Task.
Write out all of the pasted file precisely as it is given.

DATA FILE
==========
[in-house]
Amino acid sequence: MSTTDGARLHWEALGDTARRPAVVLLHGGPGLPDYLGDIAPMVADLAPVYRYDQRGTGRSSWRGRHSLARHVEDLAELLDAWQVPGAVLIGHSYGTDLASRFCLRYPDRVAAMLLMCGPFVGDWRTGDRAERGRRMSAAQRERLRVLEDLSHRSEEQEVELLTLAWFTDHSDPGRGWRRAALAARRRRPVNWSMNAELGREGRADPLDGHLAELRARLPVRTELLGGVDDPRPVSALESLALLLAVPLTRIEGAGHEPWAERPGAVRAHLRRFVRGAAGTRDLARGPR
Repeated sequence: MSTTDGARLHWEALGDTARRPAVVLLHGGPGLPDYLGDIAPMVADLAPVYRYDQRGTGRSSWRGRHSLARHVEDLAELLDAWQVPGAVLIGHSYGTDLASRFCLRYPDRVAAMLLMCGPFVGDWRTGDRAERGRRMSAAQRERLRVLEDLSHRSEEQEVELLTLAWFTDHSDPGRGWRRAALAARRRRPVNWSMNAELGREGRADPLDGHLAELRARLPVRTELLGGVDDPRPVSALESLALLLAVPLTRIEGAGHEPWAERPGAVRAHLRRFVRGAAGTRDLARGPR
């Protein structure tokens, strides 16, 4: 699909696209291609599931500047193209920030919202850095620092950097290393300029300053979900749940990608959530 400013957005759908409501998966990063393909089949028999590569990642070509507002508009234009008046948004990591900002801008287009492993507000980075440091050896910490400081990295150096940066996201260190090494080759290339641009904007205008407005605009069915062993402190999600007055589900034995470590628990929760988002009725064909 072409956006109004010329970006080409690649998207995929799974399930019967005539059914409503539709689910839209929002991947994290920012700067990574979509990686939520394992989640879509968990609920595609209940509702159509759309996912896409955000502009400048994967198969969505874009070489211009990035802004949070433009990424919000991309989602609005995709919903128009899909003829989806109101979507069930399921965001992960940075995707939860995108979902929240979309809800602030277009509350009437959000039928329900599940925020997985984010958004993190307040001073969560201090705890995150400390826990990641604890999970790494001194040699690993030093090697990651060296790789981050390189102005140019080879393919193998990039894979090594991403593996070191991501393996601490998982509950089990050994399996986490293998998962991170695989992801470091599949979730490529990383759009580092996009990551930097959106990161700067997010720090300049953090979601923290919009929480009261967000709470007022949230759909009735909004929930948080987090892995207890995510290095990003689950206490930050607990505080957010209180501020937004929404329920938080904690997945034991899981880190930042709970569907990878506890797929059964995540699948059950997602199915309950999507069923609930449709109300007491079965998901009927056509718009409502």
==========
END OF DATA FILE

[in-house]
Amino acid sequence: MSTTDGARLHWEALGDTARRPAVVLLHGGPGLPDYLGDIAPMVADLAPVYRYDQRGTGRSSWRGRHSLARHVEDLAELLDAWQVPGAVLIGHSYGTDLASRFCLRYPDRVAAMLLMCGPFVGDWRTGDRAERGRRMSAAQRERLRVLEDLSHRSEEQEVELLTLAWFTDHSDPGRGWRRAALAARRRRPVNWSMNAELGREGRADPLDGHLAELRARLPVRTELLGGVDDPRPVSALESLALLLAVPLTRIEGAGHEPWAERPGAVRAHLRRFVRGAAGTRDLARGPR
Repeated sequence: MSTTDGARLHWEALGDTARRPAVVLLHGGPGLPDYLGDIAPMVADLAPVYRYDQRGTGRSSWRGRHSLARHVEDLAELLDAWQVPGAVLIGHSYGTDLASRFCLRYPDRVAAMLLMCGPFVGDWRTGDRAERGRRMSAAQRERLRVLEDLSHRSEEQEVELLTLAWFTDHSDPGRGWRRAALAARRRRPVNWSMNAELGREGRADPLDGHLAELRARLPVRTELLGGVDDPRPVSALESLALLLAVPLTRIEGAGHEPWAERPGAVRAHLRRFVRGAAGTRDLARGPR
């Protein structure tokens, strides 16, 4: 699909696209291609599931500047193209920030919202850095620092950097290393300029300053979900749940990608959530 400013957005759908409501998966990063393909089949028999590569990642070509507002508009234009008046948004990591900002801008287009492993507000980075440091050896910490400081990295150096940066996201260190090494080759290339641009904007205008407005605009069915062993402190999600007055589900034995470590628990929760988002009725064909 072409956006109004010329970006080409690649998207995929799974399930019967005539059914409503539709689910839209929002991947994290920012700067990574979509990686939520394992989640879509968990609920595609209940509702159509759309996912896409955000502009400048994967198969969505874009070489211009990035802004949070433009990424919000991309989602609005995709919903128009899909003829989806109101979507069930399921965001992960940075995707939860995108979902929240979309809800602030277009509350009437959000039928329900599940925020997985984010958004993190307040001073969560201090705890995150400390826990990641604890999970790494001194040699690993030093090697990651060296790789981050390189102005140019080879393919193998990039894979090594991403593996070191991501393996601490998982509950089990050994399996986490293998998962991170695989992801470091599949979730490529990383759009580092996009990551930097959106990161700067997010720090300049953090979601923290919009929480009261967000709470007022949230759909009735909004929930948080987090892995207890995510290095990003689950206490930050607990505080957010209180501020937004929404329920938080904690997945034991899981880190930042709970569907990878506890797929059964995540699948059950997602199915309950999507069923609930449709109300007491079965998901009927056509718009409502």